i could definitely see you writing a successful book! i think you have a great tone.

    i loved the interview as well. so interesting! i think being a published author would be such a great job, but honestly, so hard!

  20. February 11, 2010 1:25 pm

    Ameena, thanks so much for this post and the interview. I absolutely adore writing and have ever since I was little. People encouraged me to go for a career in writing but I’ve always been afraid because, as you pointed out, I lack confidence… I’m afraid of not being able to handle rejection or my work being criticized. But I suppose one has to be determined when following a true passion…

    I think you would make a great writer 🙂 Your posts are always a pleasure to read.

  21. louisianagrown permalink
    February 11, 2010 2:13 pm

    What a great interview. I would love nothing more than to write something amazing, and I’m always wracking my brain for good story ideas. It’s always good to hear what successful writers have to say about the process.

    Good luck to you on your writing journey. You’d sell at least one copy with me. 🙂

  22. Amanda permalink
    February 11, 2010 2:29 pm

    Hi Ameena,
    I’ve been reading your blog for over a month now, and I look forward to reading it everyday. The way you make everyday occurrences interesting and entertaining makes me come back for more! I love your accounts of parenting and the mild struggles that come with it. Your stories actually make me look forward to being a parent! For what it’s worth, I really enjoy your writing and I would definitely read any book of yours.

    • February 11, 2010 3:47 pm

      Thank you so much for your nice words…the fact that I haven’t scared you off from having children is amazing! 🙂 Seriously though, I really appreciate the fact that you read my blog, so thank you!

  23. February 11, 2010 2:32 pm

    i love this post! i enjoyed reading the interview as well.

    i like to read your blogs. as ive read when i stumbled across your blog the other day, i thought i had to link your site so i can visit you everyday and read more updates. so it’s probably a good idea to pursue your dreams. goodluck. i’ll definitely read your book if ever you published one. 🙂

  24. February 11, 2010 2:53 pm

    I love the way you write. I bet your work is fantastic!

  25. February 11, 2010 4:30 pm

    As I writer myself, I loved this post!

    Haha, there is such a big gap between fiction and nonfiction writing. I like both, but I find that I can only do one at a time. If I’m working at a newspaper, I really don’t like writing poetry or short stories. If I’m working on a short story, I stay away from essays and features.

    The important thing is not to get burned out.

  26. February 11, 2010 5:16 pm

    Amazing post. Amazing. Amazing. Amazing.

    Here is what someone told me about writing.
    You MUST write because you WANT to…because you LOVE it. NOt to be published.

    If the goal is to be published….u might get a huge blow 🙂 One author stated in an interview that she is currently living with her parents again and working as a waitress …and she has one book published.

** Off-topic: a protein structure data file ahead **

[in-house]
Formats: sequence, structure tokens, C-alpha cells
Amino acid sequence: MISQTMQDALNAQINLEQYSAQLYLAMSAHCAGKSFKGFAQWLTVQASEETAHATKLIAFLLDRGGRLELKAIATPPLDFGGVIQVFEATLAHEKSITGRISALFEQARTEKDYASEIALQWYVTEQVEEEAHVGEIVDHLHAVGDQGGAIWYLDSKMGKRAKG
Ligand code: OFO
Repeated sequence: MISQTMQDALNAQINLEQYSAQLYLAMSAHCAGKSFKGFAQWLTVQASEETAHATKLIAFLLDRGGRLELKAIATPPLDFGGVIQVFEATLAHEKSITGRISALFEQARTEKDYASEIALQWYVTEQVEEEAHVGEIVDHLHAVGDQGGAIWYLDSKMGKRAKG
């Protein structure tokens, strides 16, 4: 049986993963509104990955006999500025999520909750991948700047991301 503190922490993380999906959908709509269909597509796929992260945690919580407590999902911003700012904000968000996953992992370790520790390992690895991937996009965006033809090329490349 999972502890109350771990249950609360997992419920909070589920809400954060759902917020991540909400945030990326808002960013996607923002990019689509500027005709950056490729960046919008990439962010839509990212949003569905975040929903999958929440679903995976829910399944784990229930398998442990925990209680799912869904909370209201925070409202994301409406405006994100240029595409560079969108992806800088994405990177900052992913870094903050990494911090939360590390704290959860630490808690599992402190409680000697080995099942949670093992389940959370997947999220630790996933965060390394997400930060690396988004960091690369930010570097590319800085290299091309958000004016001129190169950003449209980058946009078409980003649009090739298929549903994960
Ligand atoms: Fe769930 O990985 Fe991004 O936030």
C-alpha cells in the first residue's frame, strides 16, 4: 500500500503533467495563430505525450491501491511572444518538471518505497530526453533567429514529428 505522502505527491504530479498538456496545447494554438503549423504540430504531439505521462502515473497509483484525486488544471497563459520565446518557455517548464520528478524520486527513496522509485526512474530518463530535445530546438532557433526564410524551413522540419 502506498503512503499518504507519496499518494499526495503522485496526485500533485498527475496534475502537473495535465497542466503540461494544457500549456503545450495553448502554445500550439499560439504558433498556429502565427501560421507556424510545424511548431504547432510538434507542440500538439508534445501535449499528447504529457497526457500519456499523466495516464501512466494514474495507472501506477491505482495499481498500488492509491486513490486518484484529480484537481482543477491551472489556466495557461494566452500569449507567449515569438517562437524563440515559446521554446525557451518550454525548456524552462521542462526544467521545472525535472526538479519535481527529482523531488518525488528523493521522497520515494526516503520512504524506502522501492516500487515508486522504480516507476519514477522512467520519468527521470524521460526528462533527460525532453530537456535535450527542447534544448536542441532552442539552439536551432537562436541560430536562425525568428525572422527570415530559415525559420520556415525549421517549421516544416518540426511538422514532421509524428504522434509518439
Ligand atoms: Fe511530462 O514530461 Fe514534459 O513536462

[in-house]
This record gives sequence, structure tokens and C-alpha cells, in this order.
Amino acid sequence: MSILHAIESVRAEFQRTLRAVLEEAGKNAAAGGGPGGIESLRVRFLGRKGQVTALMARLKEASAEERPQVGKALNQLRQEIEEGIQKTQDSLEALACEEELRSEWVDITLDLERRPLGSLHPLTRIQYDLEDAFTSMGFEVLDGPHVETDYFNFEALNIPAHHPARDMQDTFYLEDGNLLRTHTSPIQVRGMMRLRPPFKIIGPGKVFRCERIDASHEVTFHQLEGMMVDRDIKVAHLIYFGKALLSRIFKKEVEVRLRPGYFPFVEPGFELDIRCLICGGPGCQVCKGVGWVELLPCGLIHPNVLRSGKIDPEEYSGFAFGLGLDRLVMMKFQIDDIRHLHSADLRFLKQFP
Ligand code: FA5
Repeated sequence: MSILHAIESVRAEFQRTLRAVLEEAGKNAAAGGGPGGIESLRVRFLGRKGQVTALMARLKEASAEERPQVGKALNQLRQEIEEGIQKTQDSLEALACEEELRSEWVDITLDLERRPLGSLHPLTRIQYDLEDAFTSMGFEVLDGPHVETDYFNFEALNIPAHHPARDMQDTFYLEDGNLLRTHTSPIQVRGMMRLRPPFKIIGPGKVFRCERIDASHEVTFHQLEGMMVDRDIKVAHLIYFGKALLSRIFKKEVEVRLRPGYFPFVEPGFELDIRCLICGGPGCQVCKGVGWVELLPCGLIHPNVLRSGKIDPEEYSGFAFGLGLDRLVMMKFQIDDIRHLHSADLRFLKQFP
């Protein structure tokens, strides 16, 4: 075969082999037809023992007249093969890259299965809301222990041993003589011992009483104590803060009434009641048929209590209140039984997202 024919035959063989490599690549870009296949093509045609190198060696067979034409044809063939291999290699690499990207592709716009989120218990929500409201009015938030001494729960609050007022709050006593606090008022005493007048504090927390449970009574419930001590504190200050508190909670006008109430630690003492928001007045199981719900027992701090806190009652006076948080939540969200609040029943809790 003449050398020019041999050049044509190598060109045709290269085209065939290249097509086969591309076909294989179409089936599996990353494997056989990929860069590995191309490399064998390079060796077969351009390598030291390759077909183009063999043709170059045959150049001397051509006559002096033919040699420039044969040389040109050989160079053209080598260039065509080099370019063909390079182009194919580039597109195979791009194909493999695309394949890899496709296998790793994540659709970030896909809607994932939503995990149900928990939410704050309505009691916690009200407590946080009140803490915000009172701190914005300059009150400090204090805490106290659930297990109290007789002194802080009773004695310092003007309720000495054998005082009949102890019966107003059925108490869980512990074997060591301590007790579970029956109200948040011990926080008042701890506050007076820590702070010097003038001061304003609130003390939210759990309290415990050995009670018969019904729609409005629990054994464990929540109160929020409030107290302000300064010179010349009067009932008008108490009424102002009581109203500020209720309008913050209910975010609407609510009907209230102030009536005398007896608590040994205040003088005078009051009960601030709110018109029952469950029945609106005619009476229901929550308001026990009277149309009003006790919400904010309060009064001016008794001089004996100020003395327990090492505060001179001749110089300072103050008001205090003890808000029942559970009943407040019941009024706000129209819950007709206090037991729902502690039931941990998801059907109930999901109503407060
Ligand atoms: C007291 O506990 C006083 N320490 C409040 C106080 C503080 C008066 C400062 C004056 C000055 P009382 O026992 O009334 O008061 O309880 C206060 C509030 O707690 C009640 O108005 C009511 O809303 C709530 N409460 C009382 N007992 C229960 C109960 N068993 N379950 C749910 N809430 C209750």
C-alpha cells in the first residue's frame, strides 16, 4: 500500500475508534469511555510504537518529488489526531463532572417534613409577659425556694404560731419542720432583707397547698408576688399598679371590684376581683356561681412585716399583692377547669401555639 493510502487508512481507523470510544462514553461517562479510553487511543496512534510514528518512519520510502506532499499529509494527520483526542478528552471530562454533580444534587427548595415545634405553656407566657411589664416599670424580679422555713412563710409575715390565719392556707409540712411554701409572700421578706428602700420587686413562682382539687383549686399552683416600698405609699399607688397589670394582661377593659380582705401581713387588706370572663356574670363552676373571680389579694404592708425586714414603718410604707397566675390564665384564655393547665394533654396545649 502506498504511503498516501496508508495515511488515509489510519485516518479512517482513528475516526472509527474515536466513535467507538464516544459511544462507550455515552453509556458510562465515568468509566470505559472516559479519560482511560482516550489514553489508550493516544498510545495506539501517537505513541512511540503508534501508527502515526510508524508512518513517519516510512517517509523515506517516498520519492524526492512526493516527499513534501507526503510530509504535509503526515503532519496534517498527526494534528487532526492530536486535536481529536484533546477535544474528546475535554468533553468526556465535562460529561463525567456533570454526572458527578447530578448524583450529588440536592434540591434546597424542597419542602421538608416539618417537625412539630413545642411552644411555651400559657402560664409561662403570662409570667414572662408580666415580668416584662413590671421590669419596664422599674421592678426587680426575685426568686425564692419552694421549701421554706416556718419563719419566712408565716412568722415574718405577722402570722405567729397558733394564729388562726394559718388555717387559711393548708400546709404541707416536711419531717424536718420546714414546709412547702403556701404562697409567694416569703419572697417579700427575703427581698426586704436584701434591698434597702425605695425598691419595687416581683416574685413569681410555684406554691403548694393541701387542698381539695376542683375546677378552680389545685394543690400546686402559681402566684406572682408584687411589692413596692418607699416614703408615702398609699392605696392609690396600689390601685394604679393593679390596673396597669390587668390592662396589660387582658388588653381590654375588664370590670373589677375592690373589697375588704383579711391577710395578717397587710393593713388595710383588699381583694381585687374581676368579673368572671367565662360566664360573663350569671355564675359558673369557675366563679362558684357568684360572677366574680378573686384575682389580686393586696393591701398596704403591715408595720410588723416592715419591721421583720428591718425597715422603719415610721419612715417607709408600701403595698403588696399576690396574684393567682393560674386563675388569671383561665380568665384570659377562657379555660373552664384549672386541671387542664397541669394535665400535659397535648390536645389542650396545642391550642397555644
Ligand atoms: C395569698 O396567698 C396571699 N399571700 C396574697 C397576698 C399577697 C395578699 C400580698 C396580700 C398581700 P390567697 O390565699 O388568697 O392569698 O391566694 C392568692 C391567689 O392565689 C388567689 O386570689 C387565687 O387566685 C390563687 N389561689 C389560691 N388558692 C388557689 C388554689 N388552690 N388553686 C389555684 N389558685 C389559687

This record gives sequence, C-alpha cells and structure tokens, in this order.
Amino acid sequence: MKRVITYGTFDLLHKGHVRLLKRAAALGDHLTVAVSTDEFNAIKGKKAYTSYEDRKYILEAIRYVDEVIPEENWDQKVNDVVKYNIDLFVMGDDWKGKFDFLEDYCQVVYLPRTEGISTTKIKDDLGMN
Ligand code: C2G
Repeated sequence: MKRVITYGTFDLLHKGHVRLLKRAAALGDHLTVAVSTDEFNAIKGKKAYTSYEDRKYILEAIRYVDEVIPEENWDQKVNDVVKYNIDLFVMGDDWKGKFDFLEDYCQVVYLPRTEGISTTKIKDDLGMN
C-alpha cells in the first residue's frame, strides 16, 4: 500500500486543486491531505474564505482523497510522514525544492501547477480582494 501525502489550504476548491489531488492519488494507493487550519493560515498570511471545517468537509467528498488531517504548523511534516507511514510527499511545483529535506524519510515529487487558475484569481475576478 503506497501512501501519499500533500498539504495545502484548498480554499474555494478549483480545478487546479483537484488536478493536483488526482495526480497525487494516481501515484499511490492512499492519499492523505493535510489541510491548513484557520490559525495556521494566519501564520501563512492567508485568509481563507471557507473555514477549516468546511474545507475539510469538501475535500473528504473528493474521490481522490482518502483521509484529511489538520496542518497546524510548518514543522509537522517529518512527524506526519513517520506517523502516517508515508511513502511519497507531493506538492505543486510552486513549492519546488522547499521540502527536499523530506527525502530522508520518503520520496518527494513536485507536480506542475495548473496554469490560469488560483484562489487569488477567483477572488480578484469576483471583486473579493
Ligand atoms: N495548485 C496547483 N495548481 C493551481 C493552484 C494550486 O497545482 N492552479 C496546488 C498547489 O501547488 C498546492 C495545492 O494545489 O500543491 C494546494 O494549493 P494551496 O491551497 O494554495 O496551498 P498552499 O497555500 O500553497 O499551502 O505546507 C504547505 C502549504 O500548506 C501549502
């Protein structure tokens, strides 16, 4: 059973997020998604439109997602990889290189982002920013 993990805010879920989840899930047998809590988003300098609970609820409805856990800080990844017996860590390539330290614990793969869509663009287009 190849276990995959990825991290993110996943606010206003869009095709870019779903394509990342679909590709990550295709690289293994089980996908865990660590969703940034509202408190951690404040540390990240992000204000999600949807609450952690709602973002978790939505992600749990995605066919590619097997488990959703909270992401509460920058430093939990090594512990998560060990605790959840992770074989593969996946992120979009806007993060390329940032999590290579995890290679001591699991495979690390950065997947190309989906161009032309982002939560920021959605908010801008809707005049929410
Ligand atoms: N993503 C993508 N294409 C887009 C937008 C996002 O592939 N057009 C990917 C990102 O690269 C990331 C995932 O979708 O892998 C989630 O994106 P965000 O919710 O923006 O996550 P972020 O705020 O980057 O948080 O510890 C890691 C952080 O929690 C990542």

It is kind of like the acting industry, dont u think…some remain waiters…some become Tom Cruise.

    Plus: Paulo Altheo (wrote The Alchemist) he was not published until he was 40 years old…took him over a decade to be noticed.

    but yes…i have NO confidence and that is not good. truly. YOU have a great blog…u have potential here…i fear i am on the “wrong” track with my blog…i procrastinate and i just have no “ideas” but i want to write…but i know it cant be forced…so if an idea comes, i will try it…if not…then oh well…i might be 60 before anything actually is written 🙂

    but it is a process!

  27. February 11, 2010 5:26 pm

    I think you should ABSOLUTELY pursue your dreams and write! I love your writing style and I definitely think you can publish a book.

    Speaking of books, I have a fun new one to read! It’s been a while since I’ve had a fun book to read. Can’t wait. I have a perfect long weekend to relax and get started!
    xoxo

    have a wonderful weekend. Get crackin’ lady! 🙂

  28. February 11, 2010 6:10 pm

    WOW, I can’t believe you have already written THAT MANY PAGES! You are a very disciplined and dedicated person, so I have no doubt you will publish a book. Most likely sooner than later too!

  29. February 11, 2010 7:21 pm

    I think you should write a book and publish it.. I really enjoy your blog and your writing style.. honest truth.. I was about to comment on one last blog before I went to bed and though… well I see what Ameena is up today.

    I will be keeping my eyes open for your book(s).

  30. February 11, 2010 8:01 pm

    I would definitely buy your book! 🙂

    I love your tone, sarcasm and personality. I really hope that “the book thing” falls into place for you. It’s good to realize what you want to do… I can’t say that I’ve figured it out yet!

  31. February 11, 2010 9:00 pm

    You will make an excellent writer!! You have such great energy in your blog. Go for it!! And thanks for posting your interview. I do love writing also and think a lot about what kind of book I would write someday (given the chance). Well keep us updated. 🙂

  32. February 12, 2010 5:04 am

    Awesome post, Ameena!

    I was drawn to your writing from the first time I read your blog — I have no doubt you will succeed at your goal.

    Once upon a time, I used to write and write and write, just for the fun of it. But then once I got the idea in my head that I wanted something to be published, I’ve had this mental block and I can never finish anything I start now.

    Keep on writing, I look forward to your posts! 🙂